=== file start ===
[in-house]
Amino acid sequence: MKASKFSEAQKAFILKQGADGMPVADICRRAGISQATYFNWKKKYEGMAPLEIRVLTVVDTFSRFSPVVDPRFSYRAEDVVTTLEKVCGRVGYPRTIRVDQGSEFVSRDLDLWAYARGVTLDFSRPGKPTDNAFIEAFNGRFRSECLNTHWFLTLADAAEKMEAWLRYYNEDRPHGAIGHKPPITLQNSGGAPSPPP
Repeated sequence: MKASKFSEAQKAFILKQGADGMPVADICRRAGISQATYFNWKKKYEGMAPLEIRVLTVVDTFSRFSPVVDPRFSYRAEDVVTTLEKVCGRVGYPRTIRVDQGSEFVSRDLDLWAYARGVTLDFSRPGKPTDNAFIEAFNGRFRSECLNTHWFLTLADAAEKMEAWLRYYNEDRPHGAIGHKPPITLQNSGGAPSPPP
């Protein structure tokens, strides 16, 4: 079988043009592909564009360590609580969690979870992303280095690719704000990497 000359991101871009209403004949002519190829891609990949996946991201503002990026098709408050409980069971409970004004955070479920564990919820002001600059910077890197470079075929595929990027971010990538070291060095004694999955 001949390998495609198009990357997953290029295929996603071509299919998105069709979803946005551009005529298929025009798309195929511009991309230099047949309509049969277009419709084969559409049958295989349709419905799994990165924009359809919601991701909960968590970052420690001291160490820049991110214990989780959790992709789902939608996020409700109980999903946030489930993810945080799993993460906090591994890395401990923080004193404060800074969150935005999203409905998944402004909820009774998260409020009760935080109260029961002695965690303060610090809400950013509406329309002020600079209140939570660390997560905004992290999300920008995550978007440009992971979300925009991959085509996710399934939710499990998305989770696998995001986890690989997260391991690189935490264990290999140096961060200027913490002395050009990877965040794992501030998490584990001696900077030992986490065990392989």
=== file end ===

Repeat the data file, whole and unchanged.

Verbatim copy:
[in-house]
Amino acid sequence: MKASKFSEAQKAFILKQGADGMPVADICRRAGISQATYFNWKKKYEGMAPLEIRVLTVVDTFSRFSPVVDPRFSYRAEDVVTTLEKVCGRVGYPRTIRVDQGSEFVSRDLDLWAYARGVTLDFSRPGKPTDNAFIEAFNGRFRSECLNTHWFLTLADAAEKMEAWLRYYNEDRPHGAIGHKPPITLQNSGGAPSPPP
Repeated sequence: MKASKFSEAQKAFILKQGADGMPVADICRRAGISQATYFNWKKKYEGMAPLEIRVLTVVDTFSRFSPVVDPRFSYRAEDVVTTLEKVCGRVGYPRTIRVDQGSEFVSRDLDLWAYARGVTLDFSRPGKPTDNAFIEAFNGRFRSECLNTHWFLTLADAAEKMEAWLRYYNEDRPHGAIGHKPPITLQNSGGAPSPPP
């Protein structure tokens, strides 16, 4: 079988043009592909564009360590609580969690979870992303280095690719704000990497 000359991101871009209403004949002519190829891609990949996946991201503002990026098709408050409980069971409970004004955070479920564990919820002001600059910077890197470079075929595929990027971010990538070291060095004694999955 001949390998495609198009990357997953290029295929996603071509299919998105069709979803946005551009005529298929025009798309195929511009991309230099047949309509049969277009419709084969559409049958295989349709419905799994990165924009359809919601991701909960968590970052420690001291160490820049991110214990989780959790992709789902939608996020409700109980999903946030489930993810945080799993993460906090591994890395401990923080004193404060800074969150935005999203409905998944402004909820009774998260409020009760935080109260029961002695965690303060610090809400950013509406329309002020600079209140939570660390997560905004992290999300920008995550978007440009992971979300925009991959085509996710399934939710499990998305989770696998995001986890690989997260391991690189935490264990290999140096961060200027913490002395050009990877965040794992501030998490584990001696900077030992986490065990392989």